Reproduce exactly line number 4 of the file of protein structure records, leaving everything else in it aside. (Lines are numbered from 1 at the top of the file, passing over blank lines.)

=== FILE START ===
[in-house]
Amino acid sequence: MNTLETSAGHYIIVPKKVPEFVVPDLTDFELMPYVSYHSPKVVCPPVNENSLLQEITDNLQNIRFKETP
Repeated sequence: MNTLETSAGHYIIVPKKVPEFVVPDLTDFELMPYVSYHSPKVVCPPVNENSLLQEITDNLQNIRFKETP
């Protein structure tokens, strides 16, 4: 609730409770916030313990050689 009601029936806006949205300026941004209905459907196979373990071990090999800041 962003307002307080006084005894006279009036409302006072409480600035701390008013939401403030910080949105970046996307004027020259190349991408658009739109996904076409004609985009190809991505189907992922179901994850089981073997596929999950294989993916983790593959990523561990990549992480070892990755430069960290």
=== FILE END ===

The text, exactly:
């Protein structure tokens, strides 16, 4: 609730409770916030313990050689 009601029936806006949205300026941004209905459907196979373990071990090999800041 962003307002307080006084005894006279009036409302006072409480600035701390008013939401403030910080949105970046996307004027020259190349991408658009739109996904076409004609985009190809991505189907992922179901994850089981073997596929999950294989993916983790593959990523561990990549992480070892990755430069960290």